31 January 2006


Coretta Scott King, RIP

We have a lot more work to do in our common struggle against bigotry and discrimination. I say “common struggle” because I believe very strongly that all forms of bigotry and discrimination are equally wrong and should be opposed by right-thinking Americans everywhere. Freedom from discrimination based on sexual orientation is surely a fundamental human right in any great democracy, as much as freedom from racial, religious, gender, or ethnic discrimination. -- Coretta Scott King, 9 November 2000.



In the Walk the Line post below, I forgot to mention that the set decoration was accomplished by Mack's cousin, Carla Curry. My bad. I met Carla at the get together that Mack's mom and her sisters put together for their family, the Simmons-Clark reunion. She was working on the movie then, had recently been in Memphis, where Mack and I lived before moving here to Florida in fall 2000.

The Tennessee scenes, both Memphis and Hendersonville, were part of what I appreciated about the movie.

30 January 2006


Walk the Line

Mack and I saw Walk the Line [website, IMDB] last night. It was very well done. Excellent performances by Joaquin Phoenix and Reece Witherspoon. I can recommend it without reservation.

A memorable moment: The scene of a shotgun-wielding Mother Maybelle warding off Johnny Cash's dealer is a hoot.

I didn't know ReeceWitherspoon was from the Nashville area until reading about the SAG awards today. I went to prep school with a Witherspoon. Wonder if there's a relation?


Putt, Putt, Putt, Putt....

You remember those t-shirts with the weeping Microbus from when Jerry Garcia passed away? Well, here's another reason for a teary-eyed box. From the March 2006 print edition of Car and Driver:
The last air-cooled Volkswagen rolled off the assembly line in Sao Paulo, Brazil, in a VW Microbus. Tightening emissions regulations forced the end of the engine whose roots can be traced to the 1930s. A water-cooled version of the engine will replace the long-standing four banger in 2006.
Truly, it's the end of an era.

28 January 2006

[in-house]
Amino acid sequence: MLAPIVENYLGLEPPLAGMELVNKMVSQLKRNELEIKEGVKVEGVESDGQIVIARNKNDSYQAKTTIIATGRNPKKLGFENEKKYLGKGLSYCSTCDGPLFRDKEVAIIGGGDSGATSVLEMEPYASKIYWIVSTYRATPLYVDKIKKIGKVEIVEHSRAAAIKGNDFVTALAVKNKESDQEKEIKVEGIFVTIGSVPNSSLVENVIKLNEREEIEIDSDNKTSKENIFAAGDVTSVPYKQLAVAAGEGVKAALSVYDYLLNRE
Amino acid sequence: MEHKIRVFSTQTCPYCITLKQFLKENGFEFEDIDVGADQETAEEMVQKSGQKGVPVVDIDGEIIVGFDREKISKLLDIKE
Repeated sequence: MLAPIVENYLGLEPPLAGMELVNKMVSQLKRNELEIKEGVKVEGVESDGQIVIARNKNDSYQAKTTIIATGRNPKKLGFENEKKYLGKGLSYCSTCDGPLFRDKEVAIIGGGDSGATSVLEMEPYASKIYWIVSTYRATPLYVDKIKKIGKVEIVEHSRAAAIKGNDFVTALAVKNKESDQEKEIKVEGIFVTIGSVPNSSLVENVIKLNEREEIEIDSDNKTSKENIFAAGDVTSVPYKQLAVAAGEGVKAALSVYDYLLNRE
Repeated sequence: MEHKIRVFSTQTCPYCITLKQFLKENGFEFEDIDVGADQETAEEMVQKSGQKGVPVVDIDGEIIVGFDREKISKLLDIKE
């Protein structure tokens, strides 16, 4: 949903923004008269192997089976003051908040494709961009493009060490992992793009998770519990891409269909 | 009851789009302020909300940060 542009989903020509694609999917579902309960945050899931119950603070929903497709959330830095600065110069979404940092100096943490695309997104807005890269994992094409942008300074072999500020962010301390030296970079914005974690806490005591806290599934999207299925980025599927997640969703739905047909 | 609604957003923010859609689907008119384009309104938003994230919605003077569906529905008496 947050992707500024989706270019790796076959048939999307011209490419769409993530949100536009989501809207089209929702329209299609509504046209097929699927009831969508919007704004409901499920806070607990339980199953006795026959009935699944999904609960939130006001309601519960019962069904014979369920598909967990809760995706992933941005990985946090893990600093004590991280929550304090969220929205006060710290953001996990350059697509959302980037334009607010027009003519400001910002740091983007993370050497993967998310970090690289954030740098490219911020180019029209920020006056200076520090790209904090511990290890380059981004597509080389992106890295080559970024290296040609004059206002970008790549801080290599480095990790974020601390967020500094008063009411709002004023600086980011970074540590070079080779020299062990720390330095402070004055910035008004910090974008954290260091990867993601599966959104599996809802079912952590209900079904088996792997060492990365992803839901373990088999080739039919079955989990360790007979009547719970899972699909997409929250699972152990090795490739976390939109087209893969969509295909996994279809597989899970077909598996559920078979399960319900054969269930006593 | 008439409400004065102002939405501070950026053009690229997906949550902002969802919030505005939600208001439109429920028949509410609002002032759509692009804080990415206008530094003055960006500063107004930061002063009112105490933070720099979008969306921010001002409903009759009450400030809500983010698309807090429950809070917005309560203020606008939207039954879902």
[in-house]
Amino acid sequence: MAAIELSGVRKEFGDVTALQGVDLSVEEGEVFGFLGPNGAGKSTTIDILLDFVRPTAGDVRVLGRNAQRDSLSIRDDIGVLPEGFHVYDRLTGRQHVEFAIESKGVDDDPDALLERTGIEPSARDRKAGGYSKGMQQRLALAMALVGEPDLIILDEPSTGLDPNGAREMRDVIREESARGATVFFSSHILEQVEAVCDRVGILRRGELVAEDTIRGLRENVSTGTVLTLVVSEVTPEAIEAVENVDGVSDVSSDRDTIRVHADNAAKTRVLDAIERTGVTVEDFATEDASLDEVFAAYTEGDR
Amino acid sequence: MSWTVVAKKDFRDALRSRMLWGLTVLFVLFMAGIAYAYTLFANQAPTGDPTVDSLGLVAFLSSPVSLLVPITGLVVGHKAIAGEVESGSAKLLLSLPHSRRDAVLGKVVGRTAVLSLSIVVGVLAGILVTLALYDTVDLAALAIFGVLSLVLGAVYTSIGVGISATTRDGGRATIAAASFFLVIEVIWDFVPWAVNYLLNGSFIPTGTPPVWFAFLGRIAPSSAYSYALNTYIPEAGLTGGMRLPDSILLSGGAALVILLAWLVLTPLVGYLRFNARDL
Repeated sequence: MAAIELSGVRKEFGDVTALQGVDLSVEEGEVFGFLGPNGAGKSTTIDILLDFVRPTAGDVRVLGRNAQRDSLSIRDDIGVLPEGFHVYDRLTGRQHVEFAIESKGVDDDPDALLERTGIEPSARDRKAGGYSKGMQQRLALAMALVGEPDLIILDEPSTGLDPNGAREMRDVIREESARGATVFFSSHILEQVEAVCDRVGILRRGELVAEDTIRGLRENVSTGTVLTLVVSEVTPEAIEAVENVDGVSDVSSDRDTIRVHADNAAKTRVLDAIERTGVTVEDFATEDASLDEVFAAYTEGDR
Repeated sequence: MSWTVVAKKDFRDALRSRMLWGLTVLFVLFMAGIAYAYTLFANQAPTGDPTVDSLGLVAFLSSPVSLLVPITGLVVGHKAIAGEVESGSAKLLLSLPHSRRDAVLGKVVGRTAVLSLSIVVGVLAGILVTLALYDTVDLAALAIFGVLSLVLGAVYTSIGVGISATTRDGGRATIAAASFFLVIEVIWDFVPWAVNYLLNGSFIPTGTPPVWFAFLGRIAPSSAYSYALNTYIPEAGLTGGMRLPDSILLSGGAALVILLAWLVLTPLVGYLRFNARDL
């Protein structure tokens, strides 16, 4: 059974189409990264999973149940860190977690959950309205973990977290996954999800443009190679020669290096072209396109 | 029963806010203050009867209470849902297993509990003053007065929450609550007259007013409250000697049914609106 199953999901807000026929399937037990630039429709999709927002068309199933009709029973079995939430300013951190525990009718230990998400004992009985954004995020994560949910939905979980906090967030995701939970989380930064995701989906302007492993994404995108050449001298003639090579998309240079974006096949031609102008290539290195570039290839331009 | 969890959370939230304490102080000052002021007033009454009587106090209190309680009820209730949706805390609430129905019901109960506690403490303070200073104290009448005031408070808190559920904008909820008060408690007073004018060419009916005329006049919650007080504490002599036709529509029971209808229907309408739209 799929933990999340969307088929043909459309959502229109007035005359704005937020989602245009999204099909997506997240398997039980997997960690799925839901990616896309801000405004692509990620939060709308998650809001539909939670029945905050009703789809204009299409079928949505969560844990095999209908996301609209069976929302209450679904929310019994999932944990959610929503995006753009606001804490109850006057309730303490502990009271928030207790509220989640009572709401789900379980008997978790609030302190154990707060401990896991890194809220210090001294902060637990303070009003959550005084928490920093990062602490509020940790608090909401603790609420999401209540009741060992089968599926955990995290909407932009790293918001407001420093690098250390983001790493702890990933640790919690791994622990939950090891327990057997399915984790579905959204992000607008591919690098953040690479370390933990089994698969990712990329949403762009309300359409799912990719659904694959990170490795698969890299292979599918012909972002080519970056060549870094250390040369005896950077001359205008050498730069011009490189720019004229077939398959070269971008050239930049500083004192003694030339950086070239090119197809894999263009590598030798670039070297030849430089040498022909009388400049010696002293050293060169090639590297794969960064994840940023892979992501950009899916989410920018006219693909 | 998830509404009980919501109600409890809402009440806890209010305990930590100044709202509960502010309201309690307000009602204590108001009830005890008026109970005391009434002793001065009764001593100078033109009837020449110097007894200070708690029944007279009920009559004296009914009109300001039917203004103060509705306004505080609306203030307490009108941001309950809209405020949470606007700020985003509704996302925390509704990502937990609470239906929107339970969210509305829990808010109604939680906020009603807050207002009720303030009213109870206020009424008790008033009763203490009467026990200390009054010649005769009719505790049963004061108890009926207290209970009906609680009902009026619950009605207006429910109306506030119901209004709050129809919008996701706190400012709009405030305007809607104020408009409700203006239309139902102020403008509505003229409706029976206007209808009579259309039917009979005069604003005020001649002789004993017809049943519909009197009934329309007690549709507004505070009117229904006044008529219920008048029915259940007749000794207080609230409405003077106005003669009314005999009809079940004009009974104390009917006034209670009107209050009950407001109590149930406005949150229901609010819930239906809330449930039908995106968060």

Gay Agenda Once Again Revealed

Mark Morford, here, in the San Francisco Chronicle (web site: SFGate):

Do you want to know the real gay agenda, what 96.8 percent of all gay couples wish for every single day including Sunday? Here it is:

From what I can glean and above all else, the gay people of America seem to want this simply inexcusable level of boundless, unchecked normalcy. It's true. For some reason, they believe the utterly disgusting idea that they should be able to live their lives in peace and trust and health, with full support and assistance from their schools and hospitals and government, just like everyone else. I know. Shudder.

It is, in fact, remarkably similar to what heteros want. And women. And black people. And immigrants. And dwarves. That is, to be able to fall in love and maybe even get married (or at least have the option) and have decreasing amounts of sex and raise a family and hold down a good job and pay their taxes and argue with their lovers over who the hell spent 200 bucks on long distance to their mother, all while not having to worry about getting the living crap beaten out of them with tire chains by Arkansas and Alabama and most of Texas, or secretly loathed by small-minded pseudo-Christians who wouldn't know Jesus' true message if it bit them on the other cheek.

Ah, the deviousness of it all, the sheer nerve to desire the same sort of lives as everyone else. But do you want to know the kicker? The true aspect of the "gay agenda" that makes the religious right's skin really crawl? Here it is: When all of that normalcy is in place, when these repulsive gay beings who like to walk around in public and eat at restaurants and drink their lattes and laugh out loud and stick things into each other's bodies for sexual pleasure, well, they want the most appalling thing of all: They just want to be left alone.

He goes on and gets in this great line:

[G]ay people do not seem to care in the slightest for converting anyone to homosexuality, which of course would be the equivalent of converting a frying pan into a doorknob. It simply cannot be done.

As one kinda famous blogger says: Read the whole thing.


Bono, AMEX, Launch "Red Card" Supporting End to AIDS in Africa

U2 front man Bono ("Am I bugging you? I hope I'm not bugging you"), the Gap, others, and American Express have teamed up to create the American Express Red Card. The back of the card says, "This card is designed to eliminate HIV in Africa." 1% of the user's transactions are credited to the Global Fund to Fight AIDS, Tuberculosis and Malaria. Story here from CNN/Money.

27 January 2006


International Holocaust Remembrance Day

Today, Friday, 27 January, 2006. Appropriate timing given the Hamas win in the Palestinian elections the other day and the ongoing death-yammerings of that yahoo in Tehran.

Link via the Moose.

26 January 2006


What If There Was an Australia Day but It Was Over in Australia Before You Ever Could Tell Anyone About It?


25 January 2006


More "Brokeback Mountain"

(1) Towleroad, who has been all over matters Brokeback Mountain since it was reported being made into a film, has this interview with the movie's producer, James Schamus.

(2) Larry McMurtry says, "I was startled by it. Unfortunately, I don't write short fiction. But if I did write short fiction, I should have written it myself." Among other things.

(3) The web site for the movie has a kind of guest book where individuals can write about their own experiences -- in their lives or of the movie. Go to the web site, the click on "Share Your Story", then on "click here to VIEW A FEW SHARED STORIES". There are probably a hundred or so of them.